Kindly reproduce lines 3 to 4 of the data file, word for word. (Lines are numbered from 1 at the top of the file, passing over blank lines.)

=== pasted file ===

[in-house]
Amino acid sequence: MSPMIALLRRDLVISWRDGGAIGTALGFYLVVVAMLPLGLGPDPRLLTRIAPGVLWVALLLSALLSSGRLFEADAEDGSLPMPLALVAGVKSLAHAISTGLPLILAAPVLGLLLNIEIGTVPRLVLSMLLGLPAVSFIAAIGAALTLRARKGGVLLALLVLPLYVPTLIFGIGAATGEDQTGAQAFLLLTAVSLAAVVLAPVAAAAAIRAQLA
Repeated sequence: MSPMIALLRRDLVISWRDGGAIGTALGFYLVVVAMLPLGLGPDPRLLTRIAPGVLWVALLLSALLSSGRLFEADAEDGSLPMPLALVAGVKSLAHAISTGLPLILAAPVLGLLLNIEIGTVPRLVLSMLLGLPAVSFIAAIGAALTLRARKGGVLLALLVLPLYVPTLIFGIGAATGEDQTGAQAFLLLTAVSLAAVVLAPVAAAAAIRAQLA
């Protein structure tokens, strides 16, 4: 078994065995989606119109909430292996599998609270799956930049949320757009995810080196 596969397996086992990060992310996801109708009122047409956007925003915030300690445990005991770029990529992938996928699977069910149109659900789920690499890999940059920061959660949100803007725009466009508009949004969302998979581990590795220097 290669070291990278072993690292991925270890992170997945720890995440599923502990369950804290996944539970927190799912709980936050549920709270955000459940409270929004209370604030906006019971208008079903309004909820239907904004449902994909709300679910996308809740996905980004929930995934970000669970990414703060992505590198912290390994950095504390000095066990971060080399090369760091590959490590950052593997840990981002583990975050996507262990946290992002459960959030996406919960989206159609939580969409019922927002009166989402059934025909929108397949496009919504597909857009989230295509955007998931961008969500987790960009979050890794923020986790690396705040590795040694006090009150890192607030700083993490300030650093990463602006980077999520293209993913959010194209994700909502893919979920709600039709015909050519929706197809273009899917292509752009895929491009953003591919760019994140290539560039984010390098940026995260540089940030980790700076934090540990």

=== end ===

Repeated sequence: MSPMIALLRRDLVISWRDGGAIGTALGFYLVVVAMLPLGLGPDPRLLTRIAPGVLWVALLLSALLSSGRLFEADAEDGSLPMPLALVAGVKSLAHAISTGLPLILAAPVLGLLLNIEIGTVPRLVLSMLLGLPAVSFIAAIGAALTLRARKGGVLLALLVLPLYVPTLIFGIGAATGEDQTGAQAFLLLTAVSLAAVVLAPVAAAAAIRAQLA
């Protein structure tokens, strides 16, 4: 078994065995989606119109909430292996599998609270799956930049949320757009995810080196 596969397996086992990060992310996801109708009122047409956007925003915030300690445990005991770029990529992938996928699977069910149109659900789920690499890999940059920061959660949100803007725009466009508009949004969302998979581990590795220097 290669070291990278072993690292991925270890992170997945720890995440599923502990369950804290996944539970927190799912709980936050549920709270955000459940409270929004209370604030906006019971208008079903309004909820239907904004449902994909709300679910996308809740996905980004929930995934970000669970990414703060992505590198912290390994950095504390000095066990971060080399090369760091590959490590950052593997840990981002583990975050996507262990946290992002459960959030996406919960989206159609939580969409019922927002009166989402059934025909929108397949496009919504597909857009989230295509955007998931961008969500987790960009979050890794923020986790690396705040590795040694006090009150890192607030700083993490300030650093990463602006980077999520293209993913959010194209994700909502893919979920709600039709015909050519929706197809273009899917292509752009895929491009953003591919760019994140290539560039984010390098940026995260540089940030980790700076934090540990």